Wound management has become one of the most complex practices in today’s healthcare setting. While there are multiple new advancements in treatment dressings and techniques, the diagnostic options for ruling out infection have been limited to conventional culture, which is labor-intensive, lacks sensitivity and specificity and is unable to grow many of today’s culprit pathogens.
Many patients with chronic wounds are placed on empiric antibiotic therapy, further complicating the ability of a culture to grow the pathogen(s) and contributing to the global epidemic of antibiotic resistance.
As we learn more about the role of biofilms in wounds, we are convinced that better diagnostics are needed to identify the complex pathogens of the biofilm and the resistance genes they often carry.
KorPath™ offers the clinician access to the most advanced molecular methodology for pathogen detection, semi-quantification, and resistance gene identification. KorPath™ delivers rapid and precise results accompanied by PharmD guidance that considers published sensitivity and susceptibility patterns, medication costs, antibiotic spectrum of activity, and FDA guidance.
The end product is a patient-centered, value-based care solution that enables providers to make informed treatment decisions that could avoid inappropriate therapy, excess costs, adverse drug events and the progression of disease
Test results could be delayed in some circumstances when there is error in clerical documentation collections, lab handling, or a delay in shipping.
Antibiotic Resistance Classes
(49 Genes Tested in Reflex to a Positive Pathogen)
- ESBLs (Beta-lactamases)
Wound-ID™ Testing Menu
- Candida spp.
- Candida auris
- Trichophyton tonsurans, interdigitale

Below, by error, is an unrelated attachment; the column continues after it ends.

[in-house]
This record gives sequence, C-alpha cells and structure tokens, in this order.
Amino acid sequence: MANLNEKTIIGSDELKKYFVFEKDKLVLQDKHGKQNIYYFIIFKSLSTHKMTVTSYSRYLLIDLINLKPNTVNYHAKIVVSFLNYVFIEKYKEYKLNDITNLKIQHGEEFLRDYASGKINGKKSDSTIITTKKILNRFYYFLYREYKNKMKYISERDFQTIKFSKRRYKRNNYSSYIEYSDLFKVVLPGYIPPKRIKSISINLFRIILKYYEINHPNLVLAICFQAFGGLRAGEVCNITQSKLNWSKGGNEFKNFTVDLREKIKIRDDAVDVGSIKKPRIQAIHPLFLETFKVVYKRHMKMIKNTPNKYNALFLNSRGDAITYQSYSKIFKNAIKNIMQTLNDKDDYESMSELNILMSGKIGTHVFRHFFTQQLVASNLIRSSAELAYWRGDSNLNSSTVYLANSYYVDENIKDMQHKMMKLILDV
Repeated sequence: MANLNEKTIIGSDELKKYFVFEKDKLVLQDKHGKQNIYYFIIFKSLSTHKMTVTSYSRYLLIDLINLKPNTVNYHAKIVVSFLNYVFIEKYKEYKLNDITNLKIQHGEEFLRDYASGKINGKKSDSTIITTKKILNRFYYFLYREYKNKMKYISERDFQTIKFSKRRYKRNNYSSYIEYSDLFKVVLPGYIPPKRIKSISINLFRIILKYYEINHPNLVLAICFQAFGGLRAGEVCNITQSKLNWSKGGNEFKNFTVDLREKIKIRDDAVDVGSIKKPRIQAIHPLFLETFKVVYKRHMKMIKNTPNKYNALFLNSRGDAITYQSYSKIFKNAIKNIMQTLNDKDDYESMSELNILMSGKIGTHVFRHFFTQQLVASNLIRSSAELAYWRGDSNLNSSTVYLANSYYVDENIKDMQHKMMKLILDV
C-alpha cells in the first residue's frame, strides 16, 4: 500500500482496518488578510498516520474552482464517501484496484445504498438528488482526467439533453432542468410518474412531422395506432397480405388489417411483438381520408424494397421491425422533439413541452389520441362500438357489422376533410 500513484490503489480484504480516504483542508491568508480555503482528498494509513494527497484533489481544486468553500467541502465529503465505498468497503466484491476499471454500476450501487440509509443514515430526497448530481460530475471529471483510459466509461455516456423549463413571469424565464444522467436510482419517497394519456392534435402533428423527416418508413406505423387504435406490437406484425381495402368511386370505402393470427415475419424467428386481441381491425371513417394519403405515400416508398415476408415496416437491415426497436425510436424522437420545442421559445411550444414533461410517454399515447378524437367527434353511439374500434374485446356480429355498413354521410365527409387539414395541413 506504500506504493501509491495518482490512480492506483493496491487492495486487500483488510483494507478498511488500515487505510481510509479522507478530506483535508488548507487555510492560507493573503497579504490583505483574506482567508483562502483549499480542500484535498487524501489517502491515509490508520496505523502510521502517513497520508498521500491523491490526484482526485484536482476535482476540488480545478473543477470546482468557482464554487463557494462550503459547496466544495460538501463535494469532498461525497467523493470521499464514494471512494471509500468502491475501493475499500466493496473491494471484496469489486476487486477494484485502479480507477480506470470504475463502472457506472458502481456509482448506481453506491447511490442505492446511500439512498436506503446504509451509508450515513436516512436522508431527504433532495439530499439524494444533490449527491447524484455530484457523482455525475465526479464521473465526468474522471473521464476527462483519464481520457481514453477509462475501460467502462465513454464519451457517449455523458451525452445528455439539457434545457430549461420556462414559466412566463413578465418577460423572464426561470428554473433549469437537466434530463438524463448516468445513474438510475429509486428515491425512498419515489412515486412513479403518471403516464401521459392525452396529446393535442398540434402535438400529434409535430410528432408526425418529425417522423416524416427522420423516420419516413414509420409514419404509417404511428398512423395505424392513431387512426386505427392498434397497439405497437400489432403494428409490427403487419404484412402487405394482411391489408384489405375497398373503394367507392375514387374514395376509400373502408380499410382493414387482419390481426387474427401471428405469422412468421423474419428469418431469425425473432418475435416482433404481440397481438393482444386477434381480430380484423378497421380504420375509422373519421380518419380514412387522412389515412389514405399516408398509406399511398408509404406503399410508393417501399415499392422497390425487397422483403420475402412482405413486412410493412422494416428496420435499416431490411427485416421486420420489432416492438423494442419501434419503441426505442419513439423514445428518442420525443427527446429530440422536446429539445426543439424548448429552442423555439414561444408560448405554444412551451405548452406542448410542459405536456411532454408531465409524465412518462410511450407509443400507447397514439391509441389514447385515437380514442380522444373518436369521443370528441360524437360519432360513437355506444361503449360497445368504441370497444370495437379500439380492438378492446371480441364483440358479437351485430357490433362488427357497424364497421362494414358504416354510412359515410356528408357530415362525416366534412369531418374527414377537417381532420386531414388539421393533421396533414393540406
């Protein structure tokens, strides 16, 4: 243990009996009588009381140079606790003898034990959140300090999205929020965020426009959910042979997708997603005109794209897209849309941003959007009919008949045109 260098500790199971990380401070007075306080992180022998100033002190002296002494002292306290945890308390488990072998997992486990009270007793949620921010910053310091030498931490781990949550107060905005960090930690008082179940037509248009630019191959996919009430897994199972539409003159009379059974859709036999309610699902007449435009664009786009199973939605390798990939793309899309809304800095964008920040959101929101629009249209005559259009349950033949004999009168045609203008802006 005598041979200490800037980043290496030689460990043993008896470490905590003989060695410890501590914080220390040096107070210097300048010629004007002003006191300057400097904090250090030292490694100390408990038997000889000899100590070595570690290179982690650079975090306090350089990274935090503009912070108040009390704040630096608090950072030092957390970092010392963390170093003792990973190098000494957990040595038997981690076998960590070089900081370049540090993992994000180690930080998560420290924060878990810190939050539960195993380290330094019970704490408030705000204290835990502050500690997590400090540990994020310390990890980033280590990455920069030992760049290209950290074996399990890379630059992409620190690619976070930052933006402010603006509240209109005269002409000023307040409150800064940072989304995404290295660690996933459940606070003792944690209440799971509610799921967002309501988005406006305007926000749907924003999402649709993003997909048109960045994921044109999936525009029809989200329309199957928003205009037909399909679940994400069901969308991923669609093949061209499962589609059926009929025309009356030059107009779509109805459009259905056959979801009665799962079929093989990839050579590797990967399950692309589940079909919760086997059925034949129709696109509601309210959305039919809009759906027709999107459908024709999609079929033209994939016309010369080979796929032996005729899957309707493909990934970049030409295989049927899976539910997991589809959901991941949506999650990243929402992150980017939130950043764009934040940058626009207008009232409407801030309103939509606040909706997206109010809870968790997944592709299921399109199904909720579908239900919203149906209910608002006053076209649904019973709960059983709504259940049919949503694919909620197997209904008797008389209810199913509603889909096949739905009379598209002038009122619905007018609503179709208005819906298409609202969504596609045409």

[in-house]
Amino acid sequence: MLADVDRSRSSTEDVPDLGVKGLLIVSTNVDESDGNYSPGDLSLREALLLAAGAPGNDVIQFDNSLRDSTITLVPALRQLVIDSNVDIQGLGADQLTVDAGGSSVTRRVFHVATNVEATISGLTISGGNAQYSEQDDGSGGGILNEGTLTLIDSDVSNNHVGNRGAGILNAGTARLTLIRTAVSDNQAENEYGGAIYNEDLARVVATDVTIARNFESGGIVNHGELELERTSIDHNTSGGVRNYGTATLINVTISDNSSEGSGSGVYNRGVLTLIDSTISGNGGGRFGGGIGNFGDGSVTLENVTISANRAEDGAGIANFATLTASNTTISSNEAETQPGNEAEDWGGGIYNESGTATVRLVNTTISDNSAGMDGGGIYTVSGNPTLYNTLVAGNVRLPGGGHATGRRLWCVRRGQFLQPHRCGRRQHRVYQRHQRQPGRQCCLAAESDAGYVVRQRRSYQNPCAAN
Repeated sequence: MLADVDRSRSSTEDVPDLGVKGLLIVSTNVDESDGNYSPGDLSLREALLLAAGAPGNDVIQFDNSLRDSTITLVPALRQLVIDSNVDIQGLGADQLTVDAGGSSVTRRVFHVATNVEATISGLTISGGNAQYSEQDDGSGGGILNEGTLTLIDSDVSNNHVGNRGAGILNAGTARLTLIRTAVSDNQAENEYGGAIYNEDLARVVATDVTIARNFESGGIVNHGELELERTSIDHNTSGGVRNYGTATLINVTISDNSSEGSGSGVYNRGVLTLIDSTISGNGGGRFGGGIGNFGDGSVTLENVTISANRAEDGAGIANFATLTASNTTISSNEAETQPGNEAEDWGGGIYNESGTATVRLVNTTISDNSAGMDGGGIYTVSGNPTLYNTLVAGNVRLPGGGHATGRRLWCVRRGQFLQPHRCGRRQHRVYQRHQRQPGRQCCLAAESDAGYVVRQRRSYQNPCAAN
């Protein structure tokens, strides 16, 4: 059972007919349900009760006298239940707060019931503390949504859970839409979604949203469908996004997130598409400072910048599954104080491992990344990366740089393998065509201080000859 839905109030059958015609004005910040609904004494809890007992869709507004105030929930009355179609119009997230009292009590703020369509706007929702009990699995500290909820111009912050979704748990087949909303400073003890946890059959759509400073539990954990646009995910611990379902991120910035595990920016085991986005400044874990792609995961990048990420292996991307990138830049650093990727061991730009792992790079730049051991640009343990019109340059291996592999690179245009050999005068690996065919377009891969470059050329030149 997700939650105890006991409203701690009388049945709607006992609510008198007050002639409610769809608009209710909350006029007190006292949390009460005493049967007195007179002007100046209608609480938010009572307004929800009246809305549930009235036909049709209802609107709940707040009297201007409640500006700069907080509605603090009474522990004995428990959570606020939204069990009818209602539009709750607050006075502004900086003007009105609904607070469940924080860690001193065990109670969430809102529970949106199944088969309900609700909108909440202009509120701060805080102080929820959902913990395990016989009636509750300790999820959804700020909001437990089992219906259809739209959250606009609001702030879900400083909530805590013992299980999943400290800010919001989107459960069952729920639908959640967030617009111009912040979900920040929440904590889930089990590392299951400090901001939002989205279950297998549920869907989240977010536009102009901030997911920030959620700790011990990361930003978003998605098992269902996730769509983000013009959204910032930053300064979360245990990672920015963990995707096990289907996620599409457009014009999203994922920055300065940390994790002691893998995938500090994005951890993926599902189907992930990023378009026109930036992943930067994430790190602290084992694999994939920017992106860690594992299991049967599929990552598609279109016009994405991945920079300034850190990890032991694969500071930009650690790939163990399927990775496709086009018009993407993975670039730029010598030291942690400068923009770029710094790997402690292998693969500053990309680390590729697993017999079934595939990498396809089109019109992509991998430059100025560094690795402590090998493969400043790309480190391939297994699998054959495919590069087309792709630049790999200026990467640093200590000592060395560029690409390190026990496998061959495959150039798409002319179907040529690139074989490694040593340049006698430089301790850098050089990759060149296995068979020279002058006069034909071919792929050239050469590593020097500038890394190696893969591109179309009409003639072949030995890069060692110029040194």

- Trichophyton rubrum
- Trichophyton soudanense, violaceum
- Varicella zoster virus (HHV3)
- HPV 16 and 18
- Acinetobacter baumannii
- Anaerococcus vaginalis
- Bacteroides fragilis
- Bartonella henselae
- Campylobacter coli, jejuni
- Citrobacter freundii
- Clostridium botulinum
- Clostridium difficile Toxin A/B
- Clostridium perfringens
- Corynebacterium jeikeium, striatum
- Enterohemorrhagic E.coli (0157)
- Enteroinvasive E.coli
- Enteropathogenic E.coli
- Enterotoxigenic E.coli
- Escherichia coli Enterobacter aerogenes, cloacae
- Enterococcus faecium, faecalis
- Fusobacterium nucleatum, necrophorum
- Haemophilus influenzae
- Klebsiella pneumoniae, oxytoca
- Listeria monocytogenes
- Morganella morganii
- Mycobacterium marinum
- Mycobacterium ulcerans
- Mycobacterium tuberculosis
- Mycobacterium abscessus
- Mycobacterium fortuitum, chelonae
- Mycobacterium kansasii
- Mycoplasma genitalium, hominis
- Pasteurella multocida
- Peptoniphilus harei, ivorii
- Peptostreptococcus spp.
- Prevotella spp.
- Proteus mirabilis
- Pseudomonas aeruginosa
- Salmonella enterica
- Serratia marcescens
- Staphylococcus aureus, enterrotoxins A/B
- Staphylococcus haemolyticus, lugdunensis
- Stenotrophomonas maltophilia
- Streptococcus agalactiae
- Streptococcus pneumoniae
- Streptococcus pyogens
- Vibrio cholerae, parahaemolyticus, vulnificus
- Yersinia enterocolitica